France Under Strain, 1917

  • Matthew Hughes
  • William J. Philpott


By 1917, after three years of war, the belligerents’ societies were beginning to fracture. In Russia two revolutions took the divided state out of the world war and into civil war (see Maps 31 and 49). In France, invaded and demoralised by successive failed offensives, a similar domestic crisis gripped the nation in 1917. The political consensus of the early years of the war, the so-called ‘sacred union’ (union sacrée) collapsed. Mutinies in her army, strikes in her industrial cities, a rapid turnover of ministries and calls for a negotiated peace were signs of war-weariness in the nation. Unlike backward Russia, France’s modern society was able to weather the strains of ‘total war’ and emerge strengthened for the final fight to the finish with Germany.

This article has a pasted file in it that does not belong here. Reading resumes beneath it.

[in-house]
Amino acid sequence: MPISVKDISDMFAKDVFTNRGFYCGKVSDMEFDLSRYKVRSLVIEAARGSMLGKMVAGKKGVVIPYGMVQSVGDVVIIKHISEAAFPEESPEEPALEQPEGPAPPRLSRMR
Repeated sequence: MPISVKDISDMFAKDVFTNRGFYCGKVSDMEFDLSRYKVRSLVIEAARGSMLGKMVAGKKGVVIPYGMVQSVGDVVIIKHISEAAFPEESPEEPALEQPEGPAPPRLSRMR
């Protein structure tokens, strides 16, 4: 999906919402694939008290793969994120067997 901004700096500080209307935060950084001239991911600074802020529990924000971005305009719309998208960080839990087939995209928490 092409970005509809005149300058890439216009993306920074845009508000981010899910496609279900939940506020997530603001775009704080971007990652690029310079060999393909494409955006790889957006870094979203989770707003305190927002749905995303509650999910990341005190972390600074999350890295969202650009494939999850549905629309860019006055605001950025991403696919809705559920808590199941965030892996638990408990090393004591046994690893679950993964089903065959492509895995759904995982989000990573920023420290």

Industrial City Political Consensus High Command Military Court Fighting Spirit 
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© Matthew Hughes & William J. Philpott 2005

Authors and Affiliations

  • Matthew Hughes
  • William J. Philpott

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